“While I had a vehicle, the distance between my workplace and home was quite far. Sometimes I could also get held up by other unavoidable responsibilities; this affected my performance.”
Ms Manono is among thousands of career women in Kenya who find themselves struggling to balance their career and taking care of their newborns.
In a number of workplaces, expectant mothers are granted three-month leave to deliver and take care of their newborns. After the break, they report back, working half or full day, depending on the workload.
“The next three months after resuming my duties were never easy. Most of the time, I was too tired in the evenings and was always looking forward to the weekends,” says Ms Manono, adding that the challenge was one of the reasons she made up her mind not to have another baby.
Earlier this month, Kenya Power launched a lactation room in its Kisumu offices to ensure continuous productivity among female staff after childbirth.
In an interview, Kenya Power Kisumu County Business Manager Daniel Okumu said the room was established to offer privacy during breastfeeding.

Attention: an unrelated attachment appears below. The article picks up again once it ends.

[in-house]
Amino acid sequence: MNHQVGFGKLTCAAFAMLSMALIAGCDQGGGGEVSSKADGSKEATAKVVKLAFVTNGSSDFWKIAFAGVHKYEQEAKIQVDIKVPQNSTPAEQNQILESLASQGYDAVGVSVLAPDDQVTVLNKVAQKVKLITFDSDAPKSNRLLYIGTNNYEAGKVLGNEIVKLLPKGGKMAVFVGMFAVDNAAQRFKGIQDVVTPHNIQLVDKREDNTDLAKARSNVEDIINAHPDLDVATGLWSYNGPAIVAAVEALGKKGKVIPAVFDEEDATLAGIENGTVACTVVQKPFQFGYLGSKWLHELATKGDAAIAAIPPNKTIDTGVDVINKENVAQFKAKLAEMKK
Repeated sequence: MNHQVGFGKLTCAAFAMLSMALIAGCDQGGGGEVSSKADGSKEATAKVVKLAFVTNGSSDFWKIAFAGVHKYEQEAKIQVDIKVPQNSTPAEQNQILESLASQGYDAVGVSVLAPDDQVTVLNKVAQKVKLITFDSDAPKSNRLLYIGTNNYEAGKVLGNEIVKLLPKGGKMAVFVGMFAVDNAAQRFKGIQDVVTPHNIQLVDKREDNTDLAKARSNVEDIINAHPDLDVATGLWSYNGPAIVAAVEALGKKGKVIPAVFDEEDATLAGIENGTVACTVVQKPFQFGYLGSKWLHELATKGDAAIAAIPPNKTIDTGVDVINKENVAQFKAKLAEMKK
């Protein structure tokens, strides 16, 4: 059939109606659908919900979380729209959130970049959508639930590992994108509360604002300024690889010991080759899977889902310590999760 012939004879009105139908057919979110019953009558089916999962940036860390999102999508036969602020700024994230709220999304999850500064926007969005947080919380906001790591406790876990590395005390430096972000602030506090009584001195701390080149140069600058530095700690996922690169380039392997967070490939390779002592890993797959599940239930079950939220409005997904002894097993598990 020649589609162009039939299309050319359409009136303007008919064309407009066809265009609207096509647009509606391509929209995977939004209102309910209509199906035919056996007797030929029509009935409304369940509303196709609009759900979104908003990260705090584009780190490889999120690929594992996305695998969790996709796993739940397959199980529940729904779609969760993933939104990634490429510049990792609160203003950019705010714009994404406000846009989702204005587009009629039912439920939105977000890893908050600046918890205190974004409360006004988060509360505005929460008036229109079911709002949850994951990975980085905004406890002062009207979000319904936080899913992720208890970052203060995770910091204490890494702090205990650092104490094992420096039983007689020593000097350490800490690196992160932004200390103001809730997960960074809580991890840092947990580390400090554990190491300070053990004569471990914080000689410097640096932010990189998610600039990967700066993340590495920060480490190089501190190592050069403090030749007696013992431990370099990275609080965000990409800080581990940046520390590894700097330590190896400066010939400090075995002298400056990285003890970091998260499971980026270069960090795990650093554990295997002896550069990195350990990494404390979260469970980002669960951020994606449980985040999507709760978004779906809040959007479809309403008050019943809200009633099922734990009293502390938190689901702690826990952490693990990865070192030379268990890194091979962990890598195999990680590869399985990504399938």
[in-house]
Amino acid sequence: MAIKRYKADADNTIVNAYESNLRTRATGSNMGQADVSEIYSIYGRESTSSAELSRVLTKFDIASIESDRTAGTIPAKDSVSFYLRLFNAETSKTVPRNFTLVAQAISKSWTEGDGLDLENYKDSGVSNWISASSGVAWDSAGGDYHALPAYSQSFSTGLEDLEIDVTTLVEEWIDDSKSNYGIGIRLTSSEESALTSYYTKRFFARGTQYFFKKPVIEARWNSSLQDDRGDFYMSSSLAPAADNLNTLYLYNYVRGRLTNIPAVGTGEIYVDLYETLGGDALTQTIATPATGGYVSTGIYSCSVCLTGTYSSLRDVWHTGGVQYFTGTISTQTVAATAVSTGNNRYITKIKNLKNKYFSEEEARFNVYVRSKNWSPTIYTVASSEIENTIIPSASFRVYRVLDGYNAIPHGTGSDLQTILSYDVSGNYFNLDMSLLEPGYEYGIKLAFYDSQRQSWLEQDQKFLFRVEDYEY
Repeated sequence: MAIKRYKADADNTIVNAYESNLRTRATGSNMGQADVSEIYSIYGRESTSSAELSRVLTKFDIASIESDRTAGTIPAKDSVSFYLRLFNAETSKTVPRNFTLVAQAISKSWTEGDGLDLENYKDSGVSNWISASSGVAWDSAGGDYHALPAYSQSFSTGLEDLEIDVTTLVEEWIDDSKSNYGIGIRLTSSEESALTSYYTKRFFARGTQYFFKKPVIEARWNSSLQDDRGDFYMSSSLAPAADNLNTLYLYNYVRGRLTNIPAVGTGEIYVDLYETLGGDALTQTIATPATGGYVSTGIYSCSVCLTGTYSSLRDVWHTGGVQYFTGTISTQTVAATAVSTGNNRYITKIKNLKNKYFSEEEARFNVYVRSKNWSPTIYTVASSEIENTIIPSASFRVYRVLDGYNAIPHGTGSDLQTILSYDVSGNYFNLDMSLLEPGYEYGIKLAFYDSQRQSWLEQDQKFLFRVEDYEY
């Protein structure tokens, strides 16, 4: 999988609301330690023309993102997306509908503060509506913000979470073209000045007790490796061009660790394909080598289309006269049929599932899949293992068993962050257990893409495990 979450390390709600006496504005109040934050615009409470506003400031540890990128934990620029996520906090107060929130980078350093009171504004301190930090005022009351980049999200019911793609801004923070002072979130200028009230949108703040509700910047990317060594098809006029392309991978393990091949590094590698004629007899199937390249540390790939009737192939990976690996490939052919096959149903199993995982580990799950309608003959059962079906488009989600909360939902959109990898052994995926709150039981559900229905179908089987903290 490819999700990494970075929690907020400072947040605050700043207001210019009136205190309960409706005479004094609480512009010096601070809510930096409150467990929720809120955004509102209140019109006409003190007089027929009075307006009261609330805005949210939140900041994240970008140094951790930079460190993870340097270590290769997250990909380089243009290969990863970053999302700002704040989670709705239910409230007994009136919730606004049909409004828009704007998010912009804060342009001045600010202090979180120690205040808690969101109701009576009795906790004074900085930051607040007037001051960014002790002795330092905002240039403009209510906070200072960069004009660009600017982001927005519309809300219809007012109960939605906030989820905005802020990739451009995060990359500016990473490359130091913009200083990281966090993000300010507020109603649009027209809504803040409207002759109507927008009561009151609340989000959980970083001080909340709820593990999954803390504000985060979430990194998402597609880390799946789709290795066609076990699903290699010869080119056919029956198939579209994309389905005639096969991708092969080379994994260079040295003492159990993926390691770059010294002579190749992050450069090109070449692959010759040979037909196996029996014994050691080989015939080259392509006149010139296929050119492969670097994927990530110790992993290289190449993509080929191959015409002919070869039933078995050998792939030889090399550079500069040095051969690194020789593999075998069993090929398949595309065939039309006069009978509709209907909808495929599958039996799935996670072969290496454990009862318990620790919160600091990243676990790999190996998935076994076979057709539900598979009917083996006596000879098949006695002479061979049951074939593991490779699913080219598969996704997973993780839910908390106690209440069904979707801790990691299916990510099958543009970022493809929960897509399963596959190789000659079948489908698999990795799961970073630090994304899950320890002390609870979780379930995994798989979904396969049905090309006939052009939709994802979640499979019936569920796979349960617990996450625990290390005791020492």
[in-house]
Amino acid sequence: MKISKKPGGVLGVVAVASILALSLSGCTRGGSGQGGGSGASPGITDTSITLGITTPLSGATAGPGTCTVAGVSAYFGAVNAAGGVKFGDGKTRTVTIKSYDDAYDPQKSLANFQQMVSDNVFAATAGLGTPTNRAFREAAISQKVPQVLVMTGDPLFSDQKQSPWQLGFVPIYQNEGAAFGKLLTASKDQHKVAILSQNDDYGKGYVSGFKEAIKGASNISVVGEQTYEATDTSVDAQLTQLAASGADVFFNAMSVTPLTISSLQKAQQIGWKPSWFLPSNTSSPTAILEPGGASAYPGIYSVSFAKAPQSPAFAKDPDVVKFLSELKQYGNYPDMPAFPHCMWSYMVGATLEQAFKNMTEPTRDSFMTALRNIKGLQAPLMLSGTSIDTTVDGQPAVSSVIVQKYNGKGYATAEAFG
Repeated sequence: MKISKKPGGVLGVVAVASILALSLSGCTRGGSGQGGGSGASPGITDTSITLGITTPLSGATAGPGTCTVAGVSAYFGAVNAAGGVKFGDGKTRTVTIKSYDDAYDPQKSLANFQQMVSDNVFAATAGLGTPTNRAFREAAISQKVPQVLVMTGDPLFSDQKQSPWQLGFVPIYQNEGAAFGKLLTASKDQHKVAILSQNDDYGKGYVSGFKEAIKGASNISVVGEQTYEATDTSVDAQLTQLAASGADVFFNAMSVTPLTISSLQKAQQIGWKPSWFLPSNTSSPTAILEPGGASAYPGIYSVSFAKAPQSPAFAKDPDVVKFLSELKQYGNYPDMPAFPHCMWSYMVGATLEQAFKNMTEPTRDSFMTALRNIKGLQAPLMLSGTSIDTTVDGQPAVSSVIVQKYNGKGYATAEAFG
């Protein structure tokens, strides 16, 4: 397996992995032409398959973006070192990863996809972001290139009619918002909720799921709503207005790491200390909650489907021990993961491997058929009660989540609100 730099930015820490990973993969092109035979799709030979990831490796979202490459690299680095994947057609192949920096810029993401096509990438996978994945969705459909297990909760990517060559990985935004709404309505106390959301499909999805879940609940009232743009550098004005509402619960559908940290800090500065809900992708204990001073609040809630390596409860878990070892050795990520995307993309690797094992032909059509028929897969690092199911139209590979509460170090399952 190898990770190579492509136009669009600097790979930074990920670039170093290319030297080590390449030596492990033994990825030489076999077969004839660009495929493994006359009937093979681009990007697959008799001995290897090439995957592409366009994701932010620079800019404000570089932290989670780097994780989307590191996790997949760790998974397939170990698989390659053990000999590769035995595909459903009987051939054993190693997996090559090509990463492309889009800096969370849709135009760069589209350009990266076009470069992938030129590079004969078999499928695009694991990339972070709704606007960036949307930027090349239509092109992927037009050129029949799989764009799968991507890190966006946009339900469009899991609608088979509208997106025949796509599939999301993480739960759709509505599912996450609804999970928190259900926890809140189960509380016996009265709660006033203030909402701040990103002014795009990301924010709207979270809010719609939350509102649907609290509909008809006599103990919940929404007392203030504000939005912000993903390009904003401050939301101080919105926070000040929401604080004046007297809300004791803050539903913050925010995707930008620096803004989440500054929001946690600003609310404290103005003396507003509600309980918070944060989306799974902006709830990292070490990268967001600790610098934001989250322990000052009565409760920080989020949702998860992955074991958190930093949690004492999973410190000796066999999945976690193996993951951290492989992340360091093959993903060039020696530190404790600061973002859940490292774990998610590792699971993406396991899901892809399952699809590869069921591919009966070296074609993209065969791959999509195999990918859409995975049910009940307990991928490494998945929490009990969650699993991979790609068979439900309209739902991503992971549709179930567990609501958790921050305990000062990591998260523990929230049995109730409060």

He said breastfeeding mothers are allowed to either bring their children to work alongside their nannies, or have the baby brought to work at different intervals.
With the launch, the 97 female workers at the offices are assured of their babies’ feeding programme throughout the six-month exclusive breastfeeding period.
The room, based on the second floor, has been fully furnished to address the needs of breastfeeding mothers. At the entrance is a couch where a nanny can sit while taking care of a child before breastfeeding hours. The room is partitioned into three private sections, each equipped with a chair and a table.
According to Ms Manono, each partition is designed to host one mother for private breastfeeding. At the centre is a refrigerator used to store expressed milk and a microwave for warming baby food.